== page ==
Bound Threads

Daan Leijen daanleijen at
Fri Mar 14 05:38:29 EST 2003

Hi all,

I have just spend some time reading through all the discussions and the
new "threads" document and I would like to propose the addition of a new library function.

> forkOS :: IO () -> IO ThreadID

The function "forkOS" forks a new Haskell thread that runs in a new OS (or
native) thread. With this, I also propose that "forkIO" always runs a Haskell thread in the same OS thread that the current Haskell thread runs in.
(i.e. "forkIO": same OS thread, "forkOS": new OS thread)

Using the new primitive, we can view the new "threadsafe" keyword as
syntactic sugar:

> foreign import threadsafe foo :: Int -> IO Int


> foo :: Int -> IO Int
> foo i = threadSafe (primFoo i)
> foreign import "foo" primFoo :: IO Int


> threadSafe :: IO a -> IO a
> threadSafe io
> = do result <-newEmptyMVarforkOS (do{ x <-io; putMVar result x })
> getMVar result

Note that "forkOS" can use thread pooling in its implementation.

The advantage of a separate function "forkOS" is that we put control back
to the users hands, as a programmer can be very specific about which Haskell
threads are part of a certain OS thread and can be specific about the OS
thread that is used to run a foreign function. On other words, it is absolutely
clear to which OS thread a Haskell thread is bound. In this respect, it helps
to have another function that runs a Haskell thread in a specific OS thread.

> getOSThread :: ThreadID -> OSThreadID
> forkIOIn :: OSThreadID -> IO () -> IO ThreadID

I have the feeling that it is not difficult to implement "forkOS" and family
once the runtime system has been upgraded to support multiple OS threads.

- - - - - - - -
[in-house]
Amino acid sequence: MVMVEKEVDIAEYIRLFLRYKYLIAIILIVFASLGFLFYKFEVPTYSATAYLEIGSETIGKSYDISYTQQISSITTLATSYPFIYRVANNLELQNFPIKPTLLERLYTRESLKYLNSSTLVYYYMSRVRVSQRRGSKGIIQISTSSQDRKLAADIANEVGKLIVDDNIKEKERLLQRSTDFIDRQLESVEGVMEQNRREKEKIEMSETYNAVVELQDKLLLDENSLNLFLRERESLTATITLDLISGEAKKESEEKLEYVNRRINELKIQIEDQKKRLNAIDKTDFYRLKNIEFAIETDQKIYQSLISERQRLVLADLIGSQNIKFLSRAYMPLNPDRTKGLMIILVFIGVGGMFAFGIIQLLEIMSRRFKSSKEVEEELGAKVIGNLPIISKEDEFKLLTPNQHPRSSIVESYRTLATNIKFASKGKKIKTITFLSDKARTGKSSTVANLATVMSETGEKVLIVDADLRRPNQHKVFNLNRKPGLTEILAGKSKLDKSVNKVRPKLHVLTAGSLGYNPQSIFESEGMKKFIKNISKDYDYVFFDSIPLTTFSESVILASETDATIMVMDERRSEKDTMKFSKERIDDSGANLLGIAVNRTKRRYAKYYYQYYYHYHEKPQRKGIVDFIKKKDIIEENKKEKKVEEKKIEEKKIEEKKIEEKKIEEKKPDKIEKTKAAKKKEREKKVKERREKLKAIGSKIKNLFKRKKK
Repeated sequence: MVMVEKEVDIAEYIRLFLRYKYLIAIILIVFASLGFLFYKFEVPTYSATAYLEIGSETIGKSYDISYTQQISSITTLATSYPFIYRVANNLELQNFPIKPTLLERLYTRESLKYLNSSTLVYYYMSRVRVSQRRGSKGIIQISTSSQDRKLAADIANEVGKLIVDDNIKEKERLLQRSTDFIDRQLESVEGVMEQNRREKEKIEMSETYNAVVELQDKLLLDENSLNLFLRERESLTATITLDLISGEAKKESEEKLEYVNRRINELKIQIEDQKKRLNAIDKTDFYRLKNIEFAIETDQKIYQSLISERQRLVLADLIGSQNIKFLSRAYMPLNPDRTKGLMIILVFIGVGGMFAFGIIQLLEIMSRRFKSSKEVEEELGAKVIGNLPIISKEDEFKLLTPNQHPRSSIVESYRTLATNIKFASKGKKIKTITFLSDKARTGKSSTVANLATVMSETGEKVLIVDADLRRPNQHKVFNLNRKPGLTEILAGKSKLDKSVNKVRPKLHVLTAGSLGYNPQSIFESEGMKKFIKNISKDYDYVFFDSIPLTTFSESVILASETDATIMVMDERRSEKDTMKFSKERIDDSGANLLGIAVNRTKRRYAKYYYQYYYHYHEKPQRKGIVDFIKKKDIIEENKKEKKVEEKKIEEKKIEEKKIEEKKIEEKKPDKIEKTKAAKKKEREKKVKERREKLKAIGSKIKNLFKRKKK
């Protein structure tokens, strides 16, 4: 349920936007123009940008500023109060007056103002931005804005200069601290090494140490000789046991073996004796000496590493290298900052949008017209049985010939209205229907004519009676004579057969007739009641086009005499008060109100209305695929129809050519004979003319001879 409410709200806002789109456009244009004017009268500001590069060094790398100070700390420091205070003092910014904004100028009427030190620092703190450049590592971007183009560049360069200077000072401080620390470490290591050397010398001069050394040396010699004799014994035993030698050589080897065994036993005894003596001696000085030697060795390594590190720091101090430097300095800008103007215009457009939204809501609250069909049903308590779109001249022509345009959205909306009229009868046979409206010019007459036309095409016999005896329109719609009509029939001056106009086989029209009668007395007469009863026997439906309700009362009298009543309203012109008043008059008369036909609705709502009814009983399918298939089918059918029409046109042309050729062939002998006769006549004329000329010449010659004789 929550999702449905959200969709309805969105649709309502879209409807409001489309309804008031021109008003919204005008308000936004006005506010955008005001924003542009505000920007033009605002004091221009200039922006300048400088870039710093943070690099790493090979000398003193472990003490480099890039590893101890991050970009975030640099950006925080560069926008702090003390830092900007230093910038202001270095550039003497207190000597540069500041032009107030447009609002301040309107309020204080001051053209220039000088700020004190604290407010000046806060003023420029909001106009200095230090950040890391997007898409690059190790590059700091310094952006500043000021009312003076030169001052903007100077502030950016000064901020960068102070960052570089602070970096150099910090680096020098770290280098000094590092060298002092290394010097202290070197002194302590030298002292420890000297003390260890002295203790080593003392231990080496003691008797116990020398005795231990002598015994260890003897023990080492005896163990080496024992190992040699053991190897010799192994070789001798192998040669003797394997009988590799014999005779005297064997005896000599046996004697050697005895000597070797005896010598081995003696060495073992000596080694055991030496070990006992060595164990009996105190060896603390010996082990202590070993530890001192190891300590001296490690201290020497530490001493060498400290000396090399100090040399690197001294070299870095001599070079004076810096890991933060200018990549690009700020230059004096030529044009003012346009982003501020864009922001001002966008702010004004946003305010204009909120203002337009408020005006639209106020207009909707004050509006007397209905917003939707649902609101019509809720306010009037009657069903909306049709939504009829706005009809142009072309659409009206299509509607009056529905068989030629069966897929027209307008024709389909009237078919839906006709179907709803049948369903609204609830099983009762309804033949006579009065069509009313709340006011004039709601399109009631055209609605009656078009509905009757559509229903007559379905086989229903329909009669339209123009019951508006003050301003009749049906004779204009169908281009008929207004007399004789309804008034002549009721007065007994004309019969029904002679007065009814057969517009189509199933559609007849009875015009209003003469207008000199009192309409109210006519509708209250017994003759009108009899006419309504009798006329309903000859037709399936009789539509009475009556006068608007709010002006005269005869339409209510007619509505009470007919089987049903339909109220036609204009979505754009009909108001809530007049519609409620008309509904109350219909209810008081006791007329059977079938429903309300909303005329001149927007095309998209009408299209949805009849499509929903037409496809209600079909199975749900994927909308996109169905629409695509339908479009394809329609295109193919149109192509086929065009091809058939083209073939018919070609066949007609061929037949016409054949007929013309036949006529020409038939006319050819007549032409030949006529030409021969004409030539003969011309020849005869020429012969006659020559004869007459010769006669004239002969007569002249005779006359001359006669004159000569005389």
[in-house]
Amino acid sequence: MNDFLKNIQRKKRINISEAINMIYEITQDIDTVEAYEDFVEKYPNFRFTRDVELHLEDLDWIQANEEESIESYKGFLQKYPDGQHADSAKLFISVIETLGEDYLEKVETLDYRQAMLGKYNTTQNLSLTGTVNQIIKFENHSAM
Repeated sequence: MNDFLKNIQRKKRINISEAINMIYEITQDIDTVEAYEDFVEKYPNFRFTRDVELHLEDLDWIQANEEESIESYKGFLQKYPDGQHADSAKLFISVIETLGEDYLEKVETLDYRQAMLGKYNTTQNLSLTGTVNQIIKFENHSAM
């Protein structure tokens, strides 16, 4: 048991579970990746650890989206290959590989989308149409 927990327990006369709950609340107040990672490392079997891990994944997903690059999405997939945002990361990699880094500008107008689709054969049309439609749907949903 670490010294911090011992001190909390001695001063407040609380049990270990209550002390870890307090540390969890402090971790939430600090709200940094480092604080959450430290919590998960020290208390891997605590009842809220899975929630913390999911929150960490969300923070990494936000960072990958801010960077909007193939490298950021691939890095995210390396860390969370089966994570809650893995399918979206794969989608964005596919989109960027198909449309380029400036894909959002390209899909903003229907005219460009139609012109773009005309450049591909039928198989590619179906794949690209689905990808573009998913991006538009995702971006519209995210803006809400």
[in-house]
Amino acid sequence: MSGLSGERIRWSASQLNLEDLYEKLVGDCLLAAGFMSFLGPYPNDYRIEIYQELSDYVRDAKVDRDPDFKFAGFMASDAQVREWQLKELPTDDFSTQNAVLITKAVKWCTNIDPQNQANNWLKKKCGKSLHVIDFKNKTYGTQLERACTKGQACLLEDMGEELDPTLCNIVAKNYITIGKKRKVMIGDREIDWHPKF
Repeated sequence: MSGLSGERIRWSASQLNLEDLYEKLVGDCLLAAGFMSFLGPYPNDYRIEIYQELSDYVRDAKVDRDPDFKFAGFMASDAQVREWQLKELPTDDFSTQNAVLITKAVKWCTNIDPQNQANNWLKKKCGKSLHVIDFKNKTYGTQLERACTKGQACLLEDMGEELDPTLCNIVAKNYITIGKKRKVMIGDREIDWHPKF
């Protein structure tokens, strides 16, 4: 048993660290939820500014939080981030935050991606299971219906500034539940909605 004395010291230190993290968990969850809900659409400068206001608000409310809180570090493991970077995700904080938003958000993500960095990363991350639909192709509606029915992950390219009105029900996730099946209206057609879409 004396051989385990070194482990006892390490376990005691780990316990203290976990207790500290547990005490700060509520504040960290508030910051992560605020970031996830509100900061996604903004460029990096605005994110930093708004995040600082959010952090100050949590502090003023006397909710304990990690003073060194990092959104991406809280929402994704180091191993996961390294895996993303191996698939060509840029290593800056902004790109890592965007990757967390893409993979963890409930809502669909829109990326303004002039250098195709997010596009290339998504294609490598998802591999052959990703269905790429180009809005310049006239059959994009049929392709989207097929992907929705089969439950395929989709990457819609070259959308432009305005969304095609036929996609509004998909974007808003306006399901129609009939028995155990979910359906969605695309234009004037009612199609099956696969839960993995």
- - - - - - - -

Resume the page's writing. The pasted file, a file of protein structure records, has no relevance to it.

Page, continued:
Wolfgang, you seem to be the expert on the OS thread area, would it be hard?

I am not saying that we should discard the "threadsafe" keyword as it might
be a useful shorthand, but I think that it is in general a mistake to try to keep the management of OS threads implicit -- don't use new keywords, add combinators to implement them!

I feel that the following has happened; urk, we need some way of keeping haskell threads running while calling C; we add "threadsafe"; whoops, sometimes
a function expects that it is run in the same OS thread; we add "bound"; whoops, sometimes functions expect to be run from a specific OS thread... unsolved??
Before we know it, we have added tons of new keywords to solve the wrong problem.

Maybe it is time to take a step back and use a somewhat lower level model with
two fork variants: "forkIO" (in the same OS thread) and "forkOS" (in a new OS thread).
It seems that none of the above problems occur when having explicit control.
In general it seems that OS threads are a resource that is too subtle to be managed automatically as they have a profound impact on how libraries are used and applications are structured.

All the best,

"worse is better" :-)

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